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GOP bill would give adoption agencies the right to discriminate against same-sex couples

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Legislation introduced to Congress would allow religious adoption and foster care providers to deny services to same-sex couples, single parents, and people of other faiths.

Sen. Mike Enzi (R-WY) and Rep. Mike Kelly (R-PA) announced the introduction of The Child Welfare Provider Inclusion Act of 2014 last week. They said the legislation would ensure faith-based agencies could continue to provide services without violating their sincerely held religious beliefs or moral convictions.

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The legislation was drafted in response to the growing legalization of same-sex marriage in the United States. Catholic agencies in Massachusetts, Illinois, California, and the District of Columbia have shut down their adoption and foster care programs after being required by state law to provide services to same-sex couples.

Nineteen states now allow same-sex couples to legally marry.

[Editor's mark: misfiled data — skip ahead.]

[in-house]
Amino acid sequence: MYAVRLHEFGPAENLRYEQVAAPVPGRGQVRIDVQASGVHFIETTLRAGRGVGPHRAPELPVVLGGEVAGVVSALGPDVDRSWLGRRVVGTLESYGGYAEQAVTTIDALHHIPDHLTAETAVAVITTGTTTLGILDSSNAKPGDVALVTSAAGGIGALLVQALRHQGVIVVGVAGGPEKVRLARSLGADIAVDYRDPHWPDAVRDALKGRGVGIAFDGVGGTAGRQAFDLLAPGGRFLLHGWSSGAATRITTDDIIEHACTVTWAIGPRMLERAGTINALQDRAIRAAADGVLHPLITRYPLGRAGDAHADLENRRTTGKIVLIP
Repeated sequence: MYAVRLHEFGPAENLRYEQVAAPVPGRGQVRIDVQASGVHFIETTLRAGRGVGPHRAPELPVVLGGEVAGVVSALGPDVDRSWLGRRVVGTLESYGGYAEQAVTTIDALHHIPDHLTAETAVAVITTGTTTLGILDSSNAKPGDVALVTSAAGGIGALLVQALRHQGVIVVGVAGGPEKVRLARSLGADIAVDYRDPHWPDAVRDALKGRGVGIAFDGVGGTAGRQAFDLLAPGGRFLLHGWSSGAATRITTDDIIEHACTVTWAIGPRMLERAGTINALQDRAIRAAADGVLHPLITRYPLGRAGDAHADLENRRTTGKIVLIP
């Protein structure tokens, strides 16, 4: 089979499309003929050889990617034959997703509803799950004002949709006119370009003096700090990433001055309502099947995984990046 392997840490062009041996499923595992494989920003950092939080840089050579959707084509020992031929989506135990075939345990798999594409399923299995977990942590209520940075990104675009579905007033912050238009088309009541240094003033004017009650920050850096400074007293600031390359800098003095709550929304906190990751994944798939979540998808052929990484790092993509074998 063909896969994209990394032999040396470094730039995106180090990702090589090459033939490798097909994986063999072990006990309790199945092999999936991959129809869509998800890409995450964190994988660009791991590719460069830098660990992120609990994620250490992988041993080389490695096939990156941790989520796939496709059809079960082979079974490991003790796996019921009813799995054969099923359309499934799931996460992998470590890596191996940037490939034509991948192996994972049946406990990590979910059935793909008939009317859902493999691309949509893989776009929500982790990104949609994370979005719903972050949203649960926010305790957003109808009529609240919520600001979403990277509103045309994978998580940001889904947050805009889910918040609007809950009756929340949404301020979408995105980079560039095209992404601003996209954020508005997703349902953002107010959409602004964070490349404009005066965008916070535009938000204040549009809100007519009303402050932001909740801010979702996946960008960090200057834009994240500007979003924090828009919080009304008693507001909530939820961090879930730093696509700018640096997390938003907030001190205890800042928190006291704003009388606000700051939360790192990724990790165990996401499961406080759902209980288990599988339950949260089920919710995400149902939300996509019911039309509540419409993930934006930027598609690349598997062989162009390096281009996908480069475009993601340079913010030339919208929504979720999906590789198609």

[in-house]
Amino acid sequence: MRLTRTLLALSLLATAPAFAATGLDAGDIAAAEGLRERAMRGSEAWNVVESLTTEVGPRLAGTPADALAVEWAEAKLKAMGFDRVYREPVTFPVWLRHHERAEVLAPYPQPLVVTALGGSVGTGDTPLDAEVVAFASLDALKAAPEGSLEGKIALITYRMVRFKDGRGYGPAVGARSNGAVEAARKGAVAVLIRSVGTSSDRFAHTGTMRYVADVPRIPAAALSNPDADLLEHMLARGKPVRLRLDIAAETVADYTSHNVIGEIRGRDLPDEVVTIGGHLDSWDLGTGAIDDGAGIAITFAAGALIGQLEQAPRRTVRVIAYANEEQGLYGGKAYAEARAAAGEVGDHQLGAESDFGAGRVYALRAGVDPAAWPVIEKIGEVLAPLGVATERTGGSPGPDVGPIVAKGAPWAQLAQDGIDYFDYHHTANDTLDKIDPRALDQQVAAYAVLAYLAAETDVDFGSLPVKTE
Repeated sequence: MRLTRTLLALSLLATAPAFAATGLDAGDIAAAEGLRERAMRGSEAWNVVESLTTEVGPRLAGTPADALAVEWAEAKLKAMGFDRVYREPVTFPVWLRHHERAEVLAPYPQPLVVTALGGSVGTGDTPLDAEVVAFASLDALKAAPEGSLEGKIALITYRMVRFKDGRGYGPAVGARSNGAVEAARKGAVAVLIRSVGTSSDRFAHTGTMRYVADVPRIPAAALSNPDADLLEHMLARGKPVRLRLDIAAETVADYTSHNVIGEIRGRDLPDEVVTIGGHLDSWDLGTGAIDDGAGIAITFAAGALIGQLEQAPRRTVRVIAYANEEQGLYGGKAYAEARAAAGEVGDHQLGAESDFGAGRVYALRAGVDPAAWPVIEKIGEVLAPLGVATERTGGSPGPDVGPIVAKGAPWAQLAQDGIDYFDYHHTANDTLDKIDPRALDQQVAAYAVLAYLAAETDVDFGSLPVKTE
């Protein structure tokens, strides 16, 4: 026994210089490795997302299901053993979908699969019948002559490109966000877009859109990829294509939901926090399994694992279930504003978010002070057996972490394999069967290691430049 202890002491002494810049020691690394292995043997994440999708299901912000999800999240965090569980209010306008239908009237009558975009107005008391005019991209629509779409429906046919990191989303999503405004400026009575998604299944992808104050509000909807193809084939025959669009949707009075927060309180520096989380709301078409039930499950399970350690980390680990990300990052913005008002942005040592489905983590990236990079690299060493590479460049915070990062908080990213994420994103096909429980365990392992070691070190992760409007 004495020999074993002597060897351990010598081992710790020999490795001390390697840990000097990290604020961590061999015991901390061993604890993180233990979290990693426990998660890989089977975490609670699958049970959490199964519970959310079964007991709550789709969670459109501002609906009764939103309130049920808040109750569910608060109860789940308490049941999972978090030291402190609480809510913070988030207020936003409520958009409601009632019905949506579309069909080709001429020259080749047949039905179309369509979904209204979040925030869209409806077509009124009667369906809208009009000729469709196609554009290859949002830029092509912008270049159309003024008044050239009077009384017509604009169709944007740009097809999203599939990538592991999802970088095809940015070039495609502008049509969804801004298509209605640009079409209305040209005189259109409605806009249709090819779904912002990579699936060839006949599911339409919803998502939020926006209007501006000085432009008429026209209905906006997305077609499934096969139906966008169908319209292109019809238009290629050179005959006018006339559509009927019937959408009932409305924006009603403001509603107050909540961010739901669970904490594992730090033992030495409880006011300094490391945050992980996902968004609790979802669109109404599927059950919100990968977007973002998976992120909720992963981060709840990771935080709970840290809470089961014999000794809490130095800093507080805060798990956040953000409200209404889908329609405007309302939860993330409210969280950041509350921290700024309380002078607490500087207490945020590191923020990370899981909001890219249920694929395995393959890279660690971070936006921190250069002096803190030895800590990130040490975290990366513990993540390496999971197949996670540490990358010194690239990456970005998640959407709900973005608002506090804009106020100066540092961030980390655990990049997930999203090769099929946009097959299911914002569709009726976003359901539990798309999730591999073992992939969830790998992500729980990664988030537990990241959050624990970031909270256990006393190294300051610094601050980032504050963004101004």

“Faith-based charities and organizations do an amazing job of administering adoption, foster care and a host of other services. Limiting their work because someone might disagree with what they believe only ends up hurting the families they could be bringing together,” Enzi said in a statement.

The U.S. Conference of Catholic Bishops has endorsed the bill. The three chairmen of the organization said the legislation would remedy the “unjust discrimination” that Catholic organization’s face in states that have legalized same-sex marriages.

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But the Human Rights Campaign said the bill would have “immediate, random, broad and disastrous” consequences. The LGBT rights group also claimed the legislation would allow “rampant” discrimination.

“It’s increasingly clear that, post-Hobby Lobby, some in positions of power believe that religious freedom should only belong to a few. If this bill passes, an Evangelical straight couple, a single father, or a committed and loving gay and lesbian couple could find their path to adoption blocked for no reasonable reason other than naked discrimination,” Ellen Kahn of the Human Rights Campaign remarked.

“Taxpayer funds should not be used to discriminate, and too many children need loving families right now for our elected officials to be playing these kinds dangerous political games. This bill has nothing to do with faith, and it must be condemned.”

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